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Wigan ready to enjoy rare status as FA Cup underdogs against West Ham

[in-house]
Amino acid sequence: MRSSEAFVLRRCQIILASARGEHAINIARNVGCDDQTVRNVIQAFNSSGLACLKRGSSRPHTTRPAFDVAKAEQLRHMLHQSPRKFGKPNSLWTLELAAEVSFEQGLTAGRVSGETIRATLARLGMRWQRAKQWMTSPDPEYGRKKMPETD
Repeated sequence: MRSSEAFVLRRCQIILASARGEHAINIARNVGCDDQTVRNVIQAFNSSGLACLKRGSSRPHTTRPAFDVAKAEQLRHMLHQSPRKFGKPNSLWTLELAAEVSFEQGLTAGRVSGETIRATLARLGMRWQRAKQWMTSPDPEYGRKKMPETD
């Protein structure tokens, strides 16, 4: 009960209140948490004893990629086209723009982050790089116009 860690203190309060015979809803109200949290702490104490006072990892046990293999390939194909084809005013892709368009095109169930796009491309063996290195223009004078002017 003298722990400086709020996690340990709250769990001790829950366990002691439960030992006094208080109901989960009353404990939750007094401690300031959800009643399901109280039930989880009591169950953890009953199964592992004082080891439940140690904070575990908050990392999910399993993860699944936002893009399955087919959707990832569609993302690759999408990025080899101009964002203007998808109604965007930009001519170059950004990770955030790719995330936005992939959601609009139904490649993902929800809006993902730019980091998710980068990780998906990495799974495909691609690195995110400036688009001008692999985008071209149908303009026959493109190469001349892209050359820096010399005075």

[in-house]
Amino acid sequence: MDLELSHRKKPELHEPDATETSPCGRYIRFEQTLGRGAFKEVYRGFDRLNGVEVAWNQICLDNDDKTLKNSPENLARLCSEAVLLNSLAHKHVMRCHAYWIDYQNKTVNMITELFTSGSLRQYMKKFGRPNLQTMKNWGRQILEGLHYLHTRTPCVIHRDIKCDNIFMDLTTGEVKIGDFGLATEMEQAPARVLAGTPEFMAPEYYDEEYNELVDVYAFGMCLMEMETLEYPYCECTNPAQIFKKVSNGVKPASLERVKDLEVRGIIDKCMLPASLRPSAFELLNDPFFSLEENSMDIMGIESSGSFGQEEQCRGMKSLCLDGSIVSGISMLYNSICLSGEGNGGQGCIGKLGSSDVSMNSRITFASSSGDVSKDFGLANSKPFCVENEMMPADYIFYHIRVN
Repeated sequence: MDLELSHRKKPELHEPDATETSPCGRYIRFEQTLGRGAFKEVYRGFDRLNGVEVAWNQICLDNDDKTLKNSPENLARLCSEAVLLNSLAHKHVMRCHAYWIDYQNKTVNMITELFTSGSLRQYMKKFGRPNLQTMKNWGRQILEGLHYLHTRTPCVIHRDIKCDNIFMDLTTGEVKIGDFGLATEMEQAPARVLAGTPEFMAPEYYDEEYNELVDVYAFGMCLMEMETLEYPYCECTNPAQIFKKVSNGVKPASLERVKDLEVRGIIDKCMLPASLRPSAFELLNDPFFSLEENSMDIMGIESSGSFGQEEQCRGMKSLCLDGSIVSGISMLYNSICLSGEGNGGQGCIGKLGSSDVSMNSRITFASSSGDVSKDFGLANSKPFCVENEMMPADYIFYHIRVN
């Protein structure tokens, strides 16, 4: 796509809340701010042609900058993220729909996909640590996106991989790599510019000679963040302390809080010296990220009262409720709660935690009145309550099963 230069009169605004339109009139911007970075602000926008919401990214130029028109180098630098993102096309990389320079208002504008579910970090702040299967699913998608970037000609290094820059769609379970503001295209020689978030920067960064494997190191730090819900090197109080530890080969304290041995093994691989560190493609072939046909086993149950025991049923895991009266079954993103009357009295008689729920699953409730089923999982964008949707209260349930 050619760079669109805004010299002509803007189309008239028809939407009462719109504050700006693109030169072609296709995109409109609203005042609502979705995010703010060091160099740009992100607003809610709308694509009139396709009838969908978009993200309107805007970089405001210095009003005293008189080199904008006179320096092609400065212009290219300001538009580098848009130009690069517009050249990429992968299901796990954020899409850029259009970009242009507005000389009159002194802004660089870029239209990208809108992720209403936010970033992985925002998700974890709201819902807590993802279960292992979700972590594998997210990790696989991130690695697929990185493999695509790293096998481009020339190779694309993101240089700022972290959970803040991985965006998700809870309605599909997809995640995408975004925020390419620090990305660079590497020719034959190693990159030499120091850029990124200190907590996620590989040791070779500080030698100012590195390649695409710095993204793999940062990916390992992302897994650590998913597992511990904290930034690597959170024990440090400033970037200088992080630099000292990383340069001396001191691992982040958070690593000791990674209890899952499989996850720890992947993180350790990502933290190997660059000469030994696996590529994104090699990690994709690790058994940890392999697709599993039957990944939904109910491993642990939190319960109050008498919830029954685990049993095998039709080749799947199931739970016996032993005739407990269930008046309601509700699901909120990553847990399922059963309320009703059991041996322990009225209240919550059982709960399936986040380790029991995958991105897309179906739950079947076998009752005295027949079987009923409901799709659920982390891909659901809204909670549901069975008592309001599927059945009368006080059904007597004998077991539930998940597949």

first_imgShare on Pinterest Read more Share on WhatsApp Share via Email Share on LinkedIn Topics FA Cup Reuse this content Share on Facebook Wigan Athletic Read more Wigan sense repeat of history after crushing win over Bournemouth It seems safe to say Cup progress cannot have been all that important to Bournemouth either, and the same may be true of Saturday’s Premier League opponents, West Ham. David Moyes has spoken of the importance of the next two league matches against relegation rivals Crystal Palace and Brighton and that was before he learned that Marko Arnautovic and Manuel Lanzini will miss the Wigan game because of injury. On paper this should be an even contest, given that both sides could be described as on the fringes of the Championship, though in the FA Cup these days one never quite knows what one is going to get until the teams are on the pitch.“We like playing against Premier League opponents because it is a break from the normal routine,” said the midfielder Sam Morsy, a scorer in the last round against Bournemouth. “Everywhere we go in League One we go as favourites, opponents pack their defences and we have to try and find a way through. In the Cup the shoe is on the other foot. Premier League teams come here expecting to win and often that can help us, because the game is more open and our style is suited to playing on the counter.”Wigan might as well enjoy it while they can for, if promotion is achieved, they will not be considered favourites for many matches next season. Things have changed a great deal since the club scorched through the Championship in 2004-05 en route to an unlikely eight years in the Premier League. Then they were backed by Dave Whelan, reckoned to have spent around £100m on the club since taking over in 1995, and for a club record £1.2m it was possible to capture a reliable goalscorer in Nathan Ellington. Not only is the Championship a much tougher and more financially challenging proposition now, the Whelan family are in the process of selling the club to overseas investors. Whelan resigned as chairman in 2015, his reputation somewhat tainted by ill-advised comments surrounding the controversial appointment of Malky Mackay as manager, and though his grandson David Sharpe has been in charge since, the family says it recognises that the level of investment necessary to compete in the Championship is best found from outside. At the AGM last week the club confirmed it was in advanced talks with a Hong Kong group with a takeover apparently imminent.All of which raises, or re-raises, the question of how far a club can go when based in a small town halfway between Liverpool and Manchester. No one sniffily dismisses Wigan as a rugby league town any more – that battle has been won – though it remains to be seen whether a takeover valued at around £20m can really lead to the stated aim of a return to the Premier League.Of rather more immediate interest is what happens to Cook and his players should promotion be achieved – both have been attracting interest from other clubs and new owners may have their own ideas – but before that the FA Cup is here to be enjoyed again – or at least embraced. “We have become embroiled in the Cup,” Cook said, choosing a word not readily associated with the supposed romance of the competition or the hallowed memories of Wembley 2013. “It’s up to us to cope with the extra fixtures and keep our momentum going.” When Wigan Athletic won 3-1 at Plymouth to go five points clear at the top of League One last Saturday Argyle’s manager, Derek Adams, described them as a Championship side in waiting. “Wigan and Blackburn stand out in this league because of the quality they still possess,” he said. “They are not League One sides, they should be in the Championship or the Premier League. Wigan are only in this division because of factors out of their control.”That may be more true of Blackburn, whose supporters can point to a hugely unpopular and woefully misjudged takeover as the cause of all the ills to befall them since Premier League status was lost. Wigan were unlucky in the season that followed their FA Cup win and relegation to the Championship, when they struggled to cope with a fixture overload brought on by Europa League involvement and another Cup run, though they slipped into League One a year later and could blame only some muddled managerial appointments of their own for that.Since then they have been up and down again, largely through gambling on an inexperienced manager in Warren Joyce, though now under Paul Cook they appear on course for another promotion. Wigan are even back to their giantkilling exploits, having disposed of Bournemouth via a replay in the last round, though supporters who turned up for the second game assumed six changes meant a Cup run was not the highest of Cook’s priorities. Share on Twitter Eight players who could light up the FA Cup fourth round Share on Messenger featureslast_img read more